The Influence of Intrauterine Environment on Cardiovascular Development During Fetal Life

Research output: ThesisDoctoral Thesis (compilation)


Fetal growth restriction has been linked to later cardiovascular disease, possibly through reduced arterial distensibility in response to a suboptimal intrauterine environment. This thesis sought firstly to examine the relationship between fetal growth and haemodynamics and their effect on later cardiovascular function and secondly to examine the effects of differential volume loading on arterial distensibility in genetically identical monochorionic twins with twin-twin transfusion syndrome (TTTS) and to explore the effect that early treatment has on vascular development. Pulse wave velocity, cardiovascular growth and haemodynamics and the response of heart rate and blood pressure to tilt-testing in infancy were examined in two cohorts of normally grown (N) and growth restricted (GR) fetuses examined serially during fetal life and through the first year of life. Fetal growth restriction was associated with altered vascular behaviour, volume blood flow and increased thickness of cardiac walls, possibly in response to documented increased systemic impedance, but by a year of age no differences were observed. Arterial distensibility was higher in GR during the fetal and neonatal periods but not later in infancy. Heart rate was higher in GR during infancy suggesting increased sympathetic drive and blood pressure showed a trend towards higher values. Abnormal responses to tilt testing were documented in GR individuals who had shown abnormal fetal blood flow Doppler waveforms suggesting a possible influence on later baroreceptor function. Monochorionic twins with TTTS showed discordant arterial distensibility that was not present in monochorionic or dichorionic controls. Early definitive treatment with laser photocoagulation reduced, but did not completely abolish intertwin discordance, suggesting that vasoactive substances produced in response to differential volume loading in TTTS may influence later vascular behaviour despite definitive treatment of the disease process in the second trimester.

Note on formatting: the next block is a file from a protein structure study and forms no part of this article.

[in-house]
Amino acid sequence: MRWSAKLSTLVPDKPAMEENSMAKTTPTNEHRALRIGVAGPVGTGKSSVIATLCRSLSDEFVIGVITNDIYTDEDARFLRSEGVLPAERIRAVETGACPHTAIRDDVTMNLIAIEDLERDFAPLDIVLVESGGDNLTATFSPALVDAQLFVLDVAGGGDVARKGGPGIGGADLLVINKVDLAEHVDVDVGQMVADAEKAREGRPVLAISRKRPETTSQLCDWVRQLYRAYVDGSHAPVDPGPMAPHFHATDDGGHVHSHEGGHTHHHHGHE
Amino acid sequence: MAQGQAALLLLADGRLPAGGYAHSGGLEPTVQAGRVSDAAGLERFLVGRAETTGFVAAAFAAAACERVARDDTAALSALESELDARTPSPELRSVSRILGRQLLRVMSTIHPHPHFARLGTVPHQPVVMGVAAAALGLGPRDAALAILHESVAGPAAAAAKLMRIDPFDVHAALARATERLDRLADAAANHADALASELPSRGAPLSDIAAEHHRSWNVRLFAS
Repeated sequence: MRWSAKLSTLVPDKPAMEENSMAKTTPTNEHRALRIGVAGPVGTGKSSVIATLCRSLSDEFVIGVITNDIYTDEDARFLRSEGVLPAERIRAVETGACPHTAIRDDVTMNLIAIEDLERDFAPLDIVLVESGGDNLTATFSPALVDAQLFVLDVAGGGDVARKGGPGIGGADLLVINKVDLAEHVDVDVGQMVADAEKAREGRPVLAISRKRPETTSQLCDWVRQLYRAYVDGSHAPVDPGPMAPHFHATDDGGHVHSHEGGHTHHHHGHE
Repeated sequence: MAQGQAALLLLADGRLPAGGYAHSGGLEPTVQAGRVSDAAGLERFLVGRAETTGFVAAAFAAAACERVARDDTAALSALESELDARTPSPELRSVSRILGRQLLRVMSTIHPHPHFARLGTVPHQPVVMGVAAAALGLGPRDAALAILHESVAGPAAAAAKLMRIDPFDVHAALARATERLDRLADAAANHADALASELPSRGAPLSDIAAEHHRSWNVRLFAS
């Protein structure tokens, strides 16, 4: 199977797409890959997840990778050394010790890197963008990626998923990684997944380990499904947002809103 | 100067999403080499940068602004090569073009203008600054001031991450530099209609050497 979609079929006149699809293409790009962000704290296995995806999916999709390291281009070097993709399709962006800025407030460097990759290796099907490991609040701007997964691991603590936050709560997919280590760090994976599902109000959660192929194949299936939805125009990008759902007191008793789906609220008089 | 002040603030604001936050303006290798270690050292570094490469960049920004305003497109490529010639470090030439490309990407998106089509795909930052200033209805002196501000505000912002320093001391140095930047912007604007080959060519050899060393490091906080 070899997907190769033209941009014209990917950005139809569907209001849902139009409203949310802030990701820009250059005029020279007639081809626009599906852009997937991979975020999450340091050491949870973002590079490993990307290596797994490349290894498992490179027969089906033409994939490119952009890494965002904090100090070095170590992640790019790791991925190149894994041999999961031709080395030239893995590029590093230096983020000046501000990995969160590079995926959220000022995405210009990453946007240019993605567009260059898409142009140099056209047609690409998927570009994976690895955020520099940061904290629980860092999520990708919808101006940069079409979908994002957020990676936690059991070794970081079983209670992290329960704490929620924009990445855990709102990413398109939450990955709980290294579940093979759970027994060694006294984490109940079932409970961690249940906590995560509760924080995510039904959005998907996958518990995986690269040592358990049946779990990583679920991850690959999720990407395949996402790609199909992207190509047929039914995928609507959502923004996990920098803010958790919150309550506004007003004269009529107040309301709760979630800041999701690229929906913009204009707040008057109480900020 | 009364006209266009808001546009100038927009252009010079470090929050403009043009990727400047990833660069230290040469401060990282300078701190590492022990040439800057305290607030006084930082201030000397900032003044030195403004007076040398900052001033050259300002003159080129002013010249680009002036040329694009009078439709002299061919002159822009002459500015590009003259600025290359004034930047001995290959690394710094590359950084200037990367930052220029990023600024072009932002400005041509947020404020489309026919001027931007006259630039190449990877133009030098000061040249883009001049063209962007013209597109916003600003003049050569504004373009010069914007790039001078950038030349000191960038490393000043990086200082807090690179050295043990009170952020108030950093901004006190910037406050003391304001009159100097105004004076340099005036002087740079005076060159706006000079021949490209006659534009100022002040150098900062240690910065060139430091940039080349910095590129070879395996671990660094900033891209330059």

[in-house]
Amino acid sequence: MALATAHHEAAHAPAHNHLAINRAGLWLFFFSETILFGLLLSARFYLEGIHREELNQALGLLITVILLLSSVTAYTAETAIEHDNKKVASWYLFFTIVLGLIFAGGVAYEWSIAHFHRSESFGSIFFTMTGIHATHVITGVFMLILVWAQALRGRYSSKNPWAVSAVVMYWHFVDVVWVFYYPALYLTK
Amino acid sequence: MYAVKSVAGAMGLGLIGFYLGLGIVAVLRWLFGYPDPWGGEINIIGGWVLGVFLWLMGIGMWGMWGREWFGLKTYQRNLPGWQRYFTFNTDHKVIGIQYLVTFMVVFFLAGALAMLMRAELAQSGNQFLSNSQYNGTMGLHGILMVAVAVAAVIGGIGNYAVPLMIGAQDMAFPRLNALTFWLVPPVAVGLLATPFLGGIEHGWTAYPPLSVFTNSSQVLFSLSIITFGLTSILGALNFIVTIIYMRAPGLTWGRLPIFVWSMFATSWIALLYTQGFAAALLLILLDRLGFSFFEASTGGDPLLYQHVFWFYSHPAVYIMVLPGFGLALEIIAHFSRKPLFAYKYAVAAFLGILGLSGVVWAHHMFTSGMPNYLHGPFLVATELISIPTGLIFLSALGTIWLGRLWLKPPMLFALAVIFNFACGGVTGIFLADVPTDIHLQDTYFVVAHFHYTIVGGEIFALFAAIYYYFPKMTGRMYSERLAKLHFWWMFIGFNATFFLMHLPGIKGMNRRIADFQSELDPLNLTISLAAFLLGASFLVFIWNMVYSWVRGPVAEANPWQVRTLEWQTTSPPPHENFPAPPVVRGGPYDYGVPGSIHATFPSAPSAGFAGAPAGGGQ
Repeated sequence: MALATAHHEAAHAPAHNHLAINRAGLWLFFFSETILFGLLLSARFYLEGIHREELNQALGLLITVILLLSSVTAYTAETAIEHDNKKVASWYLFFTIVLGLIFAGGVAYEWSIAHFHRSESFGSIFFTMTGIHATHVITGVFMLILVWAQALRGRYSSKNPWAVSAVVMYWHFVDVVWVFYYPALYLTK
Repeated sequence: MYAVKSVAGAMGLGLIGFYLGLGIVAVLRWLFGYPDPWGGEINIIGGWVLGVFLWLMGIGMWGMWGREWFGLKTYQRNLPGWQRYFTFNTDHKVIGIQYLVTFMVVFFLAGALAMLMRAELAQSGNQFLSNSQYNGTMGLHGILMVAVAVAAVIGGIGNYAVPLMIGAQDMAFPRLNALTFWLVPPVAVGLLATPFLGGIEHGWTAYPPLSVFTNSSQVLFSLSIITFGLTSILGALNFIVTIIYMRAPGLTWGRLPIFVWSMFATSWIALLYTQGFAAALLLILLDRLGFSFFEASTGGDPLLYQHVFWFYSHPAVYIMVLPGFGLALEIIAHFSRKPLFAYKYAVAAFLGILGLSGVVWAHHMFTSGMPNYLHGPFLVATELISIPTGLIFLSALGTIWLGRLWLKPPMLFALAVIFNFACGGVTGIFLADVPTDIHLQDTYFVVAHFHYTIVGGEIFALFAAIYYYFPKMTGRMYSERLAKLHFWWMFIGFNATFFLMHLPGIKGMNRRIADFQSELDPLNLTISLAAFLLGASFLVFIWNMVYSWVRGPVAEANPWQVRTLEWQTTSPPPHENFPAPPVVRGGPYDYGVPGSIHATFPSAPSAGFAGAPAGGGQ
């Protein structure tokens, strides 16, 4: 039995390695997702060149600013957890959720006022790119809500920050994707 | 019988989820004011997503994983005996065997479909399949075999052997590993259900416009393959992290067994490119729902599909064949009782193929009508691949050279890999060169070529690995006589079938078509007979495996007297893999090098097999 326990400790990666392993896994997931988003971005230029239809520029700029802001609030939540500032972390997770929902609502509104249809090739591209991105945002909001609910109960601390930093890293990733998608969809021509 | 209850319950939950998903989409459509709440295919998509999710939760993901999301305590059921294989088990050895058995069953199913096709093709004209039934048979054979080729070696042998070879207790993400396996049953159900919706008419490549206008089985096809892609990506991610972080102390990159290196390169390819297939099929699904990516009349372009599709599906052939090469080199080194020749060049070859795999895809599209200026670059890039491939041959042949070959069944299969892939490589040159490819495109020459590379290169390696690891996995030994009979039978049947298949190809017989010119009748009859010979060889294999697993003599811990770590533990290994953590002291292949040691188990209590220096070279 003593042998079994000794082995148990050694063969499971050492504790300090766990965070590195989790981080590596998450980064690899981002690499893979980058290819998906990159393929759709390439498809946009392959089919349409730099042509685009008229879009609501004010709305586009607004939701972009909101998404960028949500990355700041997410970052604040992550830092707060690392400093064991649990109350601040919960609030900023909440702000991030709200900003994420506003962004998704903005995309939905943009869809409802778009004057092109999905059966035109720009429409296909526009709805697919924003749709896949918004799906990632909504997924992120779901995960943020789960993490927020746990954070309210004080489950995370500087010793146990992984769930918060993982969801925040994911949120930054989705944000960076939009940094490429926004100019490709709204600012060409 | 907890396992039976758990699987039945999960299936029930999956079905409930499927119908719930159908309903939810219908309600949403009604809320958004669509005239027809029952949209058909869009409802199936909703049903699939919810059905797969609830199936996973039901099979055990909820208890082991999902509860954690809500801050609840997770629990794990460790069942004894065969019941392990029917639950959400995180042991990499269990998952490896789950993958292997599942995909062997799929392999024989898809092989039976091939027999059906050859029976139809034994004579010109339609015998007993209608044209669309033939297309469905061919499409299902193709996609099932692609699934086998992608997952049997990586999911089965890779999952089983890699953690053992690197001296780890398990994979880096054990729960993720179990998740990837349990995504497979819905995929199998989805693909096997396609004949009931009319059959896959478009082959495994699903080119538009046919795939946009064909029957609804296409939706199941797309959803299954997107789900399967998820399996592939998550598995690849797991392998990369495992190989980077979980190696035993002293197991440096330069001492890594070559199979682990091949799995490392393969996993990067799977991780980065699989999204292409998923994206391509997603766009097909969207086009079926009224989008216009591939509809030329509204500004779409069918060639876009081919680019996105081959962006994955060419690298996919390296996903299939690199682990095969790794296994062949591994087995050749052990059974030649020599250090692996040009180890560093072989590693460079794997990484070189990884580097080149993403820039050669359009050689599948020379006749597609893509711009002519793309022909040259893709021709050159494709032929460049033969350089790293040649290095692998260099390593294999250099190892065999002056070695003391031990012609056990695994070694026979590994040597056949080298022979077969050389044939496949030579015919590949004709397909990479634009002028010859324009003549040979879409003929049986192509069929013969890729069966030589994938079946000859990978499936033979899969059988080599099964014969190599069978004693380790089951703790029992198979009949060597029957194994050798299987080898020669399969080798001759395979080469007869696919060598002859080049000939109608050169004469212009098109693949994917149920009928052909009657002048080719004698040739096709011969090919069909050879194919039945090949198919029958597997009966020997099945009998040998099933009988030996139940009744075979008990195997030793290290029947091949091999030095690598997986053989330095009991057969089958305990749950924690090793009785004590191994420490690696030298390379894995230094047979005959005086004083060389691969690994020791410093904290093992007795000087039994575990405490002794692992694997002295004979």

• Helena Gardiner
Research areas and keywords

Subject classification (UKÄ)

  • Obstetrics, Gynecology and Reproductive Medicine


  • reproduktion, sexualitet, andrology, reproduction, sexuality, Obstetrik, gynekologi, Obstetrics, gynaecology, arterial distensibility, twin-twin transfusion, Growth-restriction, Fetal, Cardiovascular Development, andrologi
Original languageEnglish
Awarding Institution
Supervisors/Assistant supervisor
  • [unknown], [unknown], Supervisor, External person
Award date2002 Apr 6
  • Department of Obstetrics and Gynecology, Lund University
Publication statusPublished - 2002
Publication categoryResearch

Bibliographic note

Defence details Date: 2002-04-06 Time: 10:15 Place: Lund University External reviewer(s) Name: Hanson, Mark Title: Prof Affiliation: [unknown] --- Article: I Gardiner HM, Brodszki J, Eriksson A, Maršál K. Ventriculo-vascular interaction in the normal development of the fetal circulation. Early Human Dev 2001;65:97-106II Gardiner HM, Brodszki J, Maršál K. Ventriculo-vascular physiology of the growth restricted fetus. Ultrasound Ob Gyn 2001;18:47-53III Gardiner HM, Brodszki J, Maršál K. Volume Blood Flow estimation in the normal and growth restricted fetus (submitted to Ultrasound in Medicine and Biology)IV Brodszki J, Gardiner HM, Eriksson A, Stale H, Maršál K. Reproducibility of ultrasonic fetal volume blood flow measurements. Clinical Physiology 199818;5:479 – 485.V Gardiner HM, Brodszki J, Maršál K. Cardiovascular adaptation in growth restricted fetuses before and after birth. (submitted, Heart)VI Cheung YF, Taylor MJO, Fisk NM, Redington AN, Gardiner HM. Fetal origins of reduced arterial distensibility in the Donor twin in twin-twin transfusion syndrome. Lancet 2000;355 1157-1178VII Gardiner HM, Taylor MJO, Karatza AA, Huber A, Greenwald SE, Fisk NM, Hecher K. Twin-twin transfusion syndrome: the influence of intrauterine laser-photocoagulation on arterial distensibility in childhood. (under review, Circulation)